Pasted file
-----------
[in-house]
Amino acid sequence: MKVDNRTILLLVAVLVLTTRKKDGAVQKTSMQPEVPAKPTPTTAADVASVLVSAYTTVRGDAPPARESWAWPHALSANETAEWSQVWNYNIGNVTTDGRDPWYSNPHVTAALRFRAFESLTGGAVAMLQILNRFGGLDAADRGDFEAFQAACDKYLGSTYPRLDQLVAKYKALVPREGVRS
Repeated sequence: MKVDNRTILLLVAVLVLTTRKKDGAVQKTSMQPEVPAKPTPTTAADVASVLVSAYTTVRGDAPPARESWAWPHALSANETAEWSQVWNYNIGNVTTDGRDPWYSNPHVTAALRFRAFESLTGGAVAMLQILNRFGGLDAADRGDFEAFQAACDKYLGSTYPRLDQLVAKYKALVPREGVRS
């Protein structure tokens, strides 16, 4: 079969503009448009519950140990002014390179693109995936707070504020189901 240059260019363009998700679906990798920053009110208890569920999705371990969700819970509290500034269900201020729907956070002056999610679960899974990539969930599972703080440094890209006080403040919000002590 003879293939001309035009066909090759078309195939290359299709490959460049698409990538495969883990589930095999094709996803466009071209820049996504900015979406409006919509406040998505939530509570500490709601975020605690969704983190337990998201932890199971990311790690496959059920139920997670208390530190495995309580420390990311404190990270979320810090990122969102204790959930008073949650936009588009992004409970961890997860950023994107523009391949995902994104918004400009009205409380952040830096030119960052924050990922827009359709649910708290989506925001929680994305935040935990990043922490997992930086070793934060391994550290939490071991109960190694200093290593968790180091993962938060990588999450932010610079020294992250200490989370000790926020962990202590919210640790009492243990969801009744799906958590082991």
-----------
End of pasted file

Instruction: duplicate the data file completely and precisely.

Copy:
[in-house]
Amino acid sequence: MKVDNRTILLLVAVLVLTTRKKDGAVQKTSMQPEVPAKPTPTTAADVASVLVSAYTTVRGDAPPARESWAWPHALSANETAEWSQVWNYNIGNVTTDGRDPWYSNPHVTAALRFRAFESLTGGAVAMLQILNRFGGLDAADRGDFEAFQAACDKYLGSTYPRLDQLVAKYKALVPREGVRS
Repeated sequence: MKVDNRTILLLVAVLVLTTRKKDGAVQKTSMQPEVPAKPTPTTAADVASVLVSAYTTVRGDAPPARESWAWPHALSANETAEWSQVWNYNIGNVTTDGRDPWYSNPHVTAALRFRAFESLTGGAVAMLQILNRFGGLDAADRGDFEAFQAACDKYLGSTYPRLDQLVAKYKALVPREGVRS
């Protein structure tokens, strides 16, 4: 079969503009448009519950140990002014390179693109995936707070504020189901 240059260019363009998700679906990798920053009110208890569920999705371990969700819970509290500034269900201020729907956070002056999610679960899974990539969930599972703080440094890209006080403040919000002590 003879293939001309035009066909090759078309195939290359299709490959460049698409990538495969883990589930095999094709996803466009071209820049996504900015979406409006919509406040998505939530509570500490709601975020605690969704983190337990998201932890199971990311790690496959059920139920997670208390530190495995309580420390990311404190990270979320810090990122969102204790959930008073949650936009588009992004409970961890997860950023994107523009391949995902994104918004400009009205409380952040830096030119960052924050990922827009359709649910708290989506925001929680994305935040935990990043922490997992930086070793934060391994550290939490071991109960190694200093290593968790180091993962938060990588999450932010610079020294992250200490989370000790926020962990202590919210640790009492243990969801009744799906958590082991």